# Tangents to parabola

1. Sep 21, 2008

### Mentallic

1. The problem statement, all variables and given/known data

I am given the parabola $$y=\frac{x^2}{2}$$

I need to find the equations of the 2 tangents to the parabola that pass through the point A(5,-2)

2. Relevant equations

$$y-y_{1}=m(x-x_{1})$$

$$a = \frac{1}{2}$$
therefore: tangents pass through the points $$P(p,\frac{p^{2}}{2})$$ and $$Q(q,\frac{q^{2}}{2})$$

$$\frac{dy}{dx}=x$$

3. The attempt at a solution

I began to check if the given point was outside the parabola
i.e. $$y_{1}<\frac{x^{2}_{1}}{2}$$

$$-2<\frac{5}{2}$$ therefore, the point lies outside the parabola and there are 2 lines that will pass through the point, and are a tangent to the parabola.

$$y+2=m(x-5)$$ where there are 2 values of m, each intersecting the parabola only once. i.e. tangent to parabola.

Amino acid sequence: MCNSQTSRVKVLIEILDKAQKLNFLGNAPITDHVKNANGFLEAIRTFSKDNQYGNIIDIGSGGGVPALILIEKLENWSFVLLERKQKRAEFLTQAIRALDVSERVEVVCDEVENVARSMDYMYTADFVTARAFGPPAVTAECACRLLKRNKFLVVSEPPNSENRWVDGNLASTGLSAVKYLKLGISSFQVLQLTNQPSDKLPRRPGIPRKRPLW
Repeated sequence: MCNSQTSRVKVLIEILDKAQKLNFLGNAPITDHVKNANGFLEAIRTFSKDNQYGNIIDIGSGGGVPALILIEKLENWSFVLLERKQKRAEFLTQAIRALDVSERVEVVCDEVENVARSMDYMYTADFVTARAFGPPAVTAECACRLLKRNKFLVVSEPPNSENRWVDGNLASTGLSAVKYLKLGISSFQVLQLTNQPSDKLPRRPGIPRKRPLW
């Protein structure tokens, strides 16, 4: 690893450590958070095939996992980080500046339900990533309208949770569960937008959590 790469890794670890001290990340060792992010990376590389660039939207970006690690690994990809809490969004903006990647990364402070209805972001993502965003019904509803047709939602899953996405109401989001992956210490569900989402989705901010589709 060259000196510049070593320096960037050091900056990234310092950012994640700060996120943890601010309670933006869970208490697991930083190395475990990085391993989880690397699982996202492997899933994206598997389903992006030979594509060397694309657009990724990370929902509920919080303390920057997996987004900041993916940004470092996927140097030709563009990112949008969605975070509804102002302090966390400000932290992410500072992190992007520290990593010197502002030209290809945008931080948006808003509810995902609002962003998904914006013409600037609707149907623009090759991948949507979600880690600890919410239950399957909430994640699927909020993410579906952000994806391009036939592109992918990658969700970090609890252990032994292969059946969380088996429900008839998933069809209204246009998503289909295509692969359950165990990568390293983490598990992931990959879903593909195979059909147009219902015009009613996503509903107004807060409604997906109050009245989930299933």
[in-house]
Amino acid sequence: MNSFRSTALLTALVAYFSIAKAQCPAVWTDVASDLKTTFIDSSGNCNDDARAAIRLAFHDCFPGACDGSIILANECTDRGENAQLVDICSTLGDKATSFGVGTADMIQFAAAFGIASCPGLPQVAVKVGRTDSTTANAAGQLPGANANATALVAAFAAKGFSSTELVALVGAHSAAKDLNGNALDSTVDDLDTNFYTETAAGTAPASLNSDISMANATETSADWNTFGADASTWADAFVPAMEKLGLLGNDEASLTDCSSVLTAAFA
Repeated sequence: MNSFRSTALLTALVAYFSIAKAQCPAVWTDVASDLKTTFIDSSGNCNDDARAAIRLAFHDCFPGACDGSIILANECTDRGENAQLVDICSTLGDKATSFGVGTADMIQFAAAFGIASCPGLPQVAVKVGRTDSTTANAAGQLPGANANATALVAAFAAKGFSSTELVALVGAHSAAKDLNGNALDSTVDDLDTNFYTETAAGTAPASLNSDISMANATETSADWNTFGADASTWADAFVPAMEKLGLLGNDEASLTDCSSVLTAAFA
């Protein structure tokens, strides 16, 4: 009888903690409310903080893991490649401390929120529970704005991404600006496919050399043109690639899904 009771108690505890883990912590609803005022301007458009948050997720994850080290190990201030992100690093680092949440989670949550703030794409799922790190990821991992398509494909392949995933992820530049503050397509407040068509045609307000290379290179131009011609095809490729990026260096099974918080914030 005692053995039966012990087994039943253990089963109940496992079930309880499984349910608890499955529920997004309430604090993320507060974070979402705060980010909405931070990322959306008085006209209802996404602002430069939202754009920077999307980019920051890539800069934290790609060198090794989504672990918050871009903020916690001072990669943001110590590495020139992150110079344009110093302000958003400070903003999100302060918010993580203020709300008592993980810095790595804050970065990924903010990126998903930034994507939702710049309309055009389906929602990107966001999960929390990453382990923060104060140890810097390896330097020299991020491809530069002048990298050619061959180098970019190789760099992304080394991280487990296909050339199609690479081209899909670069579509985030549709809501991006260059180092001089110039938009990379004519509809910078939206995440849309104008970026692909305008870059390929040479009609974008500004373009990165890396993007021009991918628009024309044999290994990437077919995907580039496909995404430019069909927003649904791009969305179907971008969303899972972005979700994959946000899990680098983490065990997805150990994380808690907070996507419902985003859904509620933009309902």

From here I am totally stumped. I can't use the 1st derivative as I don't know the x value for which the gradient will pass through the point.
Any help would be much appreciated.

Last edited: Sep 21, 2008
2. Sep 21, 2008

### Knissp

This means that your equation of your line must pass through two given points.

(5, -2) is one of them, so your equation $$y+2=m(x-5)$$ is a good place to start.

First, what is m? Remember, m is your slope...

Once you got that, now where does that second point have to be? If the line is tangent to the parabola with equation $$y=\frac{x^2}{2}$$...

3. Sep 21, 2008

### HallsofIvy

Staff Emeritus
You want to find (x, y) such that y= m(x- 5)- 2 and y'(x)= m. You should certainly be able to find the derivative of y in terms of x. Putting that in for y' gives three equations for x, y, and m. this will, of course, reduce to a quadratic equation so you can expect two solutions: two tangents.

4. Sep 21, 2008

### Mentallic

Thank you, I managed to solve it.

Last edited: Sep 22, 2008